By Russel O. Primeaux

In a given year, the average American teenager and young adult will spend 868 hours (36 days) online. Roughly 20 percent of this time is spent IM (IM). One recent study showed that of the 24 million U.S. teens that go online, one in five, or about 5 million, considers IM their primary means of communicating with their friends. Why are so may young Americans hooked on this technology? What can the American business man or woman learn from his/her son or daughter? If IM is such an important form of private communication in America, is there room for it in the American workplace? Can IM be an efficient and profitable means of conducting business? Or is IM just another type of electronic communication gadget along with e-mail, voice mail, paging, Blackberries, and cellular?


IM (IM) is technology that has changes our world to the same degree as voicemail and email. IM is the voice of the internet and perhaps the best kept secret of business technology. IM allows users to ‘talk’ in real-time with each other through short text messages sent over the internet. These messages can be between only two users, or any larger number of users through the use of a chat room. A chat room is software that allows a group of people to type in messages that can be seen by everyone in the virtual room. To make contact with another person, IM users create a “buddy list” by adding screen names to a list. Anyone using the same IM program can be put on the buddy list and may be contacted. The buddy list advises the user when his buddies are signed on and available to chat.

IM has been wildly popular in American homes since 1996. That was when Mirabilis, a small Israeli internet communication company, introduced ICQ, the first free instant messaging utility. ICQ stood for “I seek you.” Get it? Since 1996, three companies, AOL, Microsoft, and Yahoo!, have become the ‘big three’ in IM communication with the releases of their free IM utilities, AOL Instant Messenger (AIM), MSN Messenger and Yahoo! Messenger, respectively. These free software programs make it easy for anyone with an internet connection to join the worldwide online IM community. While many providers have developed IM utilities (which are not free) specifically for business use, the overwhelming majority of IM users use one of the free programs, even at work. Currently, AOL Instant Messenger leads the way with about 32 million users, followed closely by MSN Messenger with about 30 million users. Yahoo! Messenger provides IM services for 19 million users.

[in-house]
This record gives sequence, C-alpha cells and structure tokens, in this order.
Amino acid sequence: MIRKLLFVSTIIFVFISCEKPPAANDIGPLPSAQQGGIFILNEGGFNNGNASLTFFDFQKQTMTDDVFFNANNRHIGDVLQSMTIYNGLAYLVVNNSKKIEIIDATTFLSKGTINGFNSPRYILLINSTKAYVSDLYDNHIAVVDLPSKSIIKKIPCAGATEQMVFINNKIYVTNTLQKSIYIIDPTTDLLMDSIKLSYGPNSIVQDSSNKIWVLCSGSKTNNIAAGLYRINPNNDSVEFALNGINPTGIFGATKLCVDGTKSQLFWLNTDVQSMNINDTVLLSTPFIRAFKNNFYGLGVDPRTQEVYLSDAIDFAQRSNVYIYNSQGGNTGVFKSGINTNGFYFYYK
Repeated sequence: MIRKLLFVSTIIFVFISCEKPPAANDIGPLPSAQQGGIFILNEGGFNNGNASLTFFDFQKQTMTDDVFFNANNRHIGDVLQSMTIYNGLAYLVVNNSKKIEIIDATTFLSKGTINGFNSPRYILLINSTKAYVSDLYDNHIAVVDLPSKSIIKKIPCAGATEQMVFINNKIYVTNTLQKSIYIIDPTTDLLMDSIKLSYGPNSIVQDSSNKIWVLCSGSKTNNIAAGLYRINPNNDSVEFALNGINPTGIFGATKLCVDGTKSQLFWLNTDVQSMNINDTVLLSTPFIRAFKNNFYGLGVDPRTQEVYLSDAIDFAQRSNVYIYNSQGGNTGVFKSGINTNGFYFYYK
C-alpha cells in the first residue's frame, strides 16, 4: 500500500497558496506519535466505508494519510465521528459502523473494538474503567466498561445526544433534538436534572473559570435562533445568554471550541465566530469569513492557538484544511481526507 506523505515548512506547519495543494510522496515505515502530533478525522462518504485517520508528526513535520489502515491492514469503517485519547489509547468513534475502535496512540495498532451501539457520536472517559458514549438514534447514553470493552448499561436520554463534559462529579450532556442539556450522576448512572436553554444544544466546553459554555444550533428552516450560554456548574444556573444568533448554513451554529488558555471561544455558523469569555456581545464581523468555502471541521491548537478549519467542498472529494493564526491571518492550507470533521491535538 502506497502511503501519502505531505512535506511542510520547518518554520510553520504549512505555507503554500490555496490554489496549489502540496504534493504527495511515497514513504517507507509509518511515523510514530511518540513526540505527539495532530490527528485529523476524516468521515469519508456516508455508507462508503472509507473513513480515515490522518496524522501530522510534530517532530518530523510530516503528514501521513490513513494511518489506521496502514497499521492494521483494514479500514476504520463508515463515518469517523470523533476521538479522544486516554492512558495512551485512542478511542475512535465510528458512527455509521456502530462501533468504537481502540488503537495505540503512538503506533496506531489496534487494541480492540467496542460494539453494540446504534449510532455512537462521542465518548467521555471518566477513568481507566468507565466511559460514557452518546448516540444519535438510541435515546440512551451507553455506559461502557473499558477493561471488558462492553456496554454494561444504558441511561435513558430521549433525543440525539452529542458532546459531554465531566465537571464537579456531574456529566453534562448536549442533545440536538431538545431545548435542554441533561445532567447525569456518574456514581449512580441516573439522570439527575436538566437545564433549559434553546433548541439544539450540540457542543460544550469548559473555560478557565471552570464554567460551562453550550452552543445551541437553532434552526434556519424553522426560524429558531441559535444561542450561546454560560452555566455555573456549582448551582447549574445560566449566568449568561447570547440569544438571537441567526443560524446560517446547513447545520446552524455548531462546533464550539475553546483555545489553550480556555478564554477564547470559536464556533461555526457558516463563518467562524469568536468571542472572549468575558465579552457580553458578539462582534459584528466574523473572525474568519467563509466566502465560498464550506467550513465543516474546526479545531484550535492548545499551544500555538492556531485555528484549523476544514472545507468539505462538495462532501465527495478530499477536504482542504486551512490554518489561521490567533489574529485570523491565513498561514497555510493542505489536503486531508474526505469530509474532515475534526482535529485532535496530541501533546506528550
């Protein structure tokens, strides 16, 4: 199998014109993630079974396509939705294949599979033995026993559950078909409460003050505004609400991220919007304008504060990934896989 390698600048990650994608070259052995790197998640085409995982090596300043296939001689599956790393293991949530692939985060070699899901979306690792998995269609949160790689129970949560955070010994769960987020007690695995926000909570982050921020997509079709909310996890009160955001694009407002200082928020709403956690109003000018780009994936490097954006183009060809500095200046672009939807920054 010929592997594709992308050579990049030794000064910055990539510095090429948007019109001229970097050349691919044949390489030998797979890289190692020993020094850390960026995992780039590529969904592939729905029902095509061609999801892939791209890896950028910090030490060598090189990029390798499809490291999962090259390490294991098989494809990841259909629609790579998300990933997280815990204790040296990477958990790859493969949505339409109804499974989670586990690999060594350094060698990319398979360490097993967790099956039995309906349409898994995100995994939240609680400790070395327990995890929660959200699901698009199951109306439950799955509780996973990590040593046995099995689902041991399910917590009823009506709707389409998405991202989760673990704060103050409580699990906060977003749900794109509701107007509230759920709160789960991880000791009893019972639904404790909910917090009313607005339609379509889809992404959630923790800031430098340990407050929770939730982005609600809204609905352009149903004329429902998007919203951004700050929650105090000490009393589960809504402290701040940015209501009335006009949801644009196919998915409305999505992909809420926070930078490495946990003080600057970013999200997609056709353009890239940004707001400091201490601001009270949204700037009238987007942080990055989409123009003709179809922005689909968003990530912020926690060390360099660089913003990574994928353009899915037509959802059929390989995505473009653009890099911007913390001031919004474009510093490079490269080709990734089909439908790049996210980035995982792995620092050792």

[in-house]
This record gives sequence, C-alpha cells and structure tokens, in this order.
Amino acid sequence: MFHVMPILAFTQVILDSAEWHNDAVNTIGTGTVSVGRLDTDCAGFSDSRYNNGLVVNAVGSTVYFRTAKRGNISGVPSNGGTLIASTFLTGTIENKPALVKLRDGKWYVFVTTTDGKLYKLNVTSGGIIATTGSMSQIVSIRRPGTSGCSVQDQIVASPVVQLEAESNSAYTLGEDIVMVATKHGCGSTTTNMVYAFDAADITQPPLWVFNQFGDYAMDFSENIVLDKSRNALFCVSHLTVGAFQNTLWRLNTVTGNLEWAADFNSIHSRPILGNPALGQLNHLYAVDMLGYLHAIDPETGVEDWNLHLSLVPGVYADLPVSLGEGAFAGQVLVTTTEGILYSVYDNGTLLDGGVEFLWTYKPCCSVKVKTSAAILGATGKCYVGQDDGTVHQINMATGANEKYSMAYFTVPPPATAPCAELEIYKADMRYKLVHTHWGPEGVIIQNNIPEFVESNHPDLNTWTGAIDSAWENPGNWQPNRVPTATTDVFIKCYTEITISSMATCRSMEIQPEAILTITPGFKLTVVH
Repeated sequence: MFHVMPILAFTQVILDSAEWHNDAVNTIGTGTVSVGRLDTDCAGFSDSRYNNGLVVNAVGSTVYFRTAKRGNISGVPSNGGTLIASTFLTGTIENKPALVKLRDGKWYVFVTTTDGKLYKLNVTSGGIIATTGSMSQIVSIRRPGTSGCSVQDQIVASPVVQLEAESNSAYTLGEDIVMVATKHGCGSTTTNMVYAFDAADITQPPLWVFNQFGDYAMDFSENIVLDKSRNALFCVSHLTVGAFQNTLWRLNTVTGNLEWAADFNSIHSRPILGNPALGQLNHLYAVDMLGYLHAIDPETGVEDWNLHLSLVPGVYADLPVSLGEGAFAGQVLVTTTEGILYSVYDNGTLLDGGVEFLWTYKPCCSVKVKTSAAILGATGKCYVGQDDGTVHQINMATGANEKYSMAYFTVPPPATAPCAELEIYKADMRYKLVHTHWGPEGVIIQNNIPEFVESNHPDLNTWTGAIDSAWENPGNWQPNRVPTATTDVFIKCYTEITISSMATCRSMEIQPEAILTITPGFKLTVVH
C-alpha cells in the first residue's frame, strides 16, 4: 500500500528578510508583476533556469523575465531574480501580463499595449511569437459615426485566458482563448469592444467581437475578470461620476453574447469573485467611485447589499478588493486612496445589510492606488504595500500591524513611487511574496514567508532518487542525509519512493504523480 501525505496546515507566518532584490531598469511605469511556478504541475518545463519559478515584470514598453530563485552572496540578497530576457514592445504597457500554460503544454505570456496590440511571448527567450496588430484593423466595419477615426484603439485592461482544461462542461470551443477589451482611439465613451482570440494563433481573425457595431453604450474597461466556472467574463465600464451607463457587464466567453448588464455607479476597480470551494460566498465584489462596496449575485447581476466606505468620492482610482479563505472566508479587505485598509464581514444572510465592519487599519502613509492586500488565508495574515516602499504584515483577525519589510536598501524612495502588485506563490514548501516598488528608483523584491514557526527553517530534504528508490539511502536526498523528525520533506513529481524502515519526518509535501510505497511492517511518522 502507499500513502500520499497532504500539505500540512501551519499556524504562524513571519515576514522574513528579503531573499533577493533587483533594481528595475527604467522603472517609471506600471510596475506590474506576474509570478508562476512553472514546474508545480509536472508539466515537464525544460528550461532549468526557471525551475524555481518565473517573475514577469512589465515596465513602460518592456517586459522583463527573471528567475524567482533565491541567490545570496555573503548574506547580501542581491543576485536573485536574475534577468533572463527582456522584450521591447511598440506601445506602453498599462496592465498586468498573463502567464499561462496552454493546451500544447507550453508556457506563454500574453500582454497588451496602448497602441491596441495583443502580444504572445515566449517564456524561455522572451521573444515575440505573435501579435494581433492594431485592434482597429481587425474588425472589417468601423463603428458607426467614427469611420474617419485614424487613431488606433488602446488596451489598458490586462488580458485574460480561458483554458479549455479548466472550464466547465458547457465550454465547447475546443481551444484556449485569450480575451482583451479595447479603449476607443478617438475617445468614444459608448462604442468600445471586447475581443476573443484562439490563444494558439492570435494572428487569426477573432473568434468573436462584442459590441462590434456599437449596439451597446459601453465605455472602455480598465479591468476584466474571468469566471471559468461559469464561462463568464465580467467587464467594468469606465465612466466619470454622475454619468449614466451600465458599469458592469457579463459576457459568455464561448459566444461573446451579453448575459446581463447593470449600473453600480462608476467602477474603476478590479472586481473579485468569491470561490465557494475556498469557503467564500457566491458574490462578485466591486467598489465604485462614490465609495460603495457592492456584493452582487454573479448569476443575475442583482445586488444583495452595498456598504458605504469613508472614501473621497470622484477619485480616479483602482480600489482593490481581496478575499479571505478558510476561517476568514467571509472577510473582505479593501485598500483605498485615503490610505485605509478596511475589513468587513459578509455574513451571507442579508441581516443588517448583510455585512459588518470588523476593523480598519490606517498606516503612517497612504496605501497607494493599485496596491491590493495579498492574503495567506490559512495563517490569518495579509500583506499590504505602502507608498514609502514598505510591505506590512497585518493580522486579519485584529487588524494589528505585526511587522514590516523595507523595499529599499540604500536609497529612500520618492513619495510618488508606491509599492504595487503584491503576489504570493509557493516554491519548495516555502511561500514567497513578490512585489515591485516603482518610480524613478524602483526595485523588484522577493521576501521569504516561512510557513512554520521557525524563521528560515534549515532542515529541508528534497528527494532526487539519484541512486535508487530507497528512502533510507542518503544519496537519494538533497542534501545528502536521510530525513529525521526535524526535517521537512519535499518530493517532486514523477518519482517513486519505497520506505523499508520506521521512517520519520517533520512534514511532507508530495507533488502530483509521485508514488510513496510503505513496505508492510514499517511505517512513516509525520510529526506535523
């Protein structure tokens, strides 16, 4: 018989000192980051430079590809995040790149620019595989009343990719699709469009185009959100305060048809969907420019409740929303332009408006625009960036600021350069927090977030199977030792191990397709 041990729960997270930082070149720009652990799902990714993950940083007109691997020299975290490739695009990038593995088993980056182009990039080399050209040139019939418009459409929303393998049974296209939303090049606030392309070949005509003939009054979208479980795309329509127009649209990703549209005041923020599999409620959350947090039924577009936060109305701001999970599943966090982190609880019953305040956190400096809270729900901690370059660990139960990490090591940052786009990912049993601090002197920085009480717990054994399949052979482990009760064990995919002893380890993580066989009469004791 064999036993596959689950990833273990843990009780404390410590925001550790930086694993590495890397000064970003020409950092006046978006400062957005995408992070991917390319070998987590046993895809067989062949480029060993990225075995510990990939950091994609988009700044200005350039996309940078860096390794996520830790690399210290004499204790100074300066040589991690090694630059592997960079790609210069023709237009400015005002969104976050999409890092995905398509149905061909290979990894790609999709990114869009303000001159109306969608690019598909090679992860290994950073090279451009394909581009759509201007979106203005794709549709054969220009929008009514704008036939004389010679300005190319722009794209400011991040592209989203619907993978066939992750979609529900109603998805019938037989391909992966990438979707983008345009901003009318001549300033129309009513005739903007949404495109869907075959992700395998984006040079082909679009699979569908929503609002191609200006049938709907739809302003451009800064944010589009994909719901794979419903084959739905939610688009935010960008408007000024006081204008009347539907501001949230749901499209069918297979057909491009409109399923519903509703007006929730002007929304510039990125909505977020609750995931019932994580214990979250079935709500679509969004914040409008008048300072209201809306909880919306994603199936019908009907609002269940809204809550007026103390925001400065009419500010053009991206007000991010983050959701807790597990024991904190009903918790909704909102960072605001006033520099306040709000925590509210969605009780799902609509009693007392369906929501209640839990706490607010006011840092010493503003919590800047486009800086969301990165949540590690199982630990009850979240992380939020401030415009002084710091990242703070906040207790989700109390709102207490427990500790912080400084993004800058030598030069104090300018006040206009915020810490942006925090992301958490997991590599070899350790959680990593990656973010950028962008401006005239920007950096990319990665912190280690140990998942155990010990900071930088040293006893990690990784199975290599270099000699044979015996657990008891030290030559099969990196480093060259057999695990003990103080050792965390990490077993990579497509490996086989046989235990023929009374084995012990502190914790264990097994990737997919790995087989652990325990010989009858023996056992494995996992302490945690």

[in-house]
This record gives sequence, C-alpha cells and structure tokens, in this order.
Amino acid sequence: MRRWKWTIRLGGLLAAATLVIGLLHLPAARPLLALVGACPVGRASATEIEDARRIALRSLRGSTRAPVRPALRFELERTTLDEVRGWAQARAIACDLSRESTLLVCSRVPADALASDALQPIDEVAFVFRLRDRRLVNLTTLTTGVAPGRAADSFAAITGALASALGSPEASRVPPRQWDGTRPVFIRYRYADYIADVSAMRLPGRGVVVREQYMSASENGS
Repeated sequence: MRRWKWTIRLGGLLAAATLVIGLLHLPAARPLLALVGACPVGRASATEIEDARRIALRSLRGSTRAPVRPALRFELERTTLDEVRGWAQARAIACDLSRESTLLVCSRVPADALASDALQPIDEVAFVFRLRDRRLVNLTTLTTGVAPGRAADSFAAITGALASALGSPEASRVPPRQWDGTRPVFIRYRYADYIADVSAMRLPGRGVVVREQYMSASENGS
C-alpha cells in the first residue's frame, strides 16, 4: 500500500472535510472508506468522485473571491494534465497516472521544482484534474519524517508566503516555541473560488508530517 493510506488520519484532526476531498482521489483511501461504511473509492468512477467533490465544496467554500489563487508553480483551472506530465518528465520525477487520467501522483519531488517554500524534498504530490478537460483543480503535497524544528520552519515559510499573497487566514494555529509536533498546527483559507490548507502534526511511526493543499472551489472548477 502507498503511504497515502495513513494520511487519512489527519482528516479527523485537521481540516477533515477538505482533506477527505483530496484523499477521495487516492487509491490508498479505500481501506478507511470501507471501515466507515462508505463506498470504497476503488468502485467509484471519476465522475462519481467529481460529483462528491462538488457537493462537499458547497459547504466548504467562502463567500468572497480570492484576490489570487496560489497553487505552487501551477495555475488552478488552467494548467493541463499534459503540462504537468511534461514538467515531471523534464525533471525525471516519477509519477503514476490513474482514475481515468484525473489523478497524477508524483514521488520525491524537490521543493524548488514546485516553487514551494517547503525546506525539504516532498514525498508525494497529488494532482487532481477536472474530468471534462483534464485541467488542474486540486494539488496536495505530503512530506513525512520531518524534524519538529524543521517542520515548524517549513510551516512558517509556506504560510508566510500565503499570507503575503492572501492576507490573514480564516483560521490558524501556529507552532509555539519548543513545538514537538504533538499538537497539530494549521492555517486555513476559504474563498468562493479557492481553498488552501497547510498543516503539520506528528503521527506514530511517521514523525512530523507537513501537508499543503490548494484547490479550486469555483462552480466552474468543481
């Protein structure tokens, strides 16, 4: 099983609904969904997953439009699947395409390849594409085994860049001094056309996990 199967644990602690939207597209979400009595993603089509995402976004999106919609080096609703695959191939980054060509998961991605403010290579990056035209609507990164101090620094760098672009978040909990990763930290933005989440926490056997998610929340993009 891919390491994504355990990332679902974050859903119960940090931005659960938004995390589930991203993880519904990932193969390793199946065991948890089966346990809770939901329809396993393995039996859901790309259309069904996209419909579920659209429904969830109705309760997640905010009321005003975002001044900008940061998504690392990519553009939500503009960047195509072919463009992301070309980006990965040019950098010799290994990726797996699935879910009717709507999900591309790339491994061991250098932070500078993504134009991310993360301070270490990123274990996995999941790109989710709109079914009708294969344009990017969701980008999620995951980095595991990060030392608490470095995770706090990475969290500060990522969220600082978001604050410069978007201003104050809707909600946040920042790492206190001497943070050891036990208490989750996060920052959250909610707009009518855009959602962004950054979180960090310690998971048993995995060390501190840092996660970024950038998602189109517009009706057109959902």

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IM has made significant inroads into the American workplace. Business people are taking notice of the advantages IM can offer. Roughly 26 percent of American companies now use IM as an official corporate communication service, and an additional 44 percent have employees that use IM on their own. What is it about IM technology that has so many companies adopting IM as a serious business tool? The most obvious and attractive advantage of this technology, and the thing that appeals to most business people, is its immediacy.

IM allows for informal and spontaneous conversation between co-workers, precisely the type of communication that is becoming less and less available as e-mail has become such a huge part of the corporate landscape and we find ourselves spending more time sitting in front of the computer. There is just not as much reason anymore to get up and have “real time” conversations. Everything we need to get through the workday is sitting in front of us in the form of a personal computer. IM is the next best thing to standing in the hallway and discussing work. As technology grows, we will have even more tools at our fingertips to keep us from walking to a co-worker’s office. IM provides a real time conversation while only being an “alt tab” keystroke away from other software tools.

Speaking of the co-worker down the hall, if we did have a spark of inspiration and decide to walk down that long hall to discuss the latest contract or advertising idea, how do we know if our colleague is even in the office? An e-mail asking if someone is available could take much longer to receive and respond to than the busy workday allows. IM utilities, through the ‘buddy list’, instantly tells us when our ‘buddies’ are at the computer, waiting to be sent an IM or paid a visit in the office. In many cases, this presence awareness feature is more important to workplace IM users than online chat itself.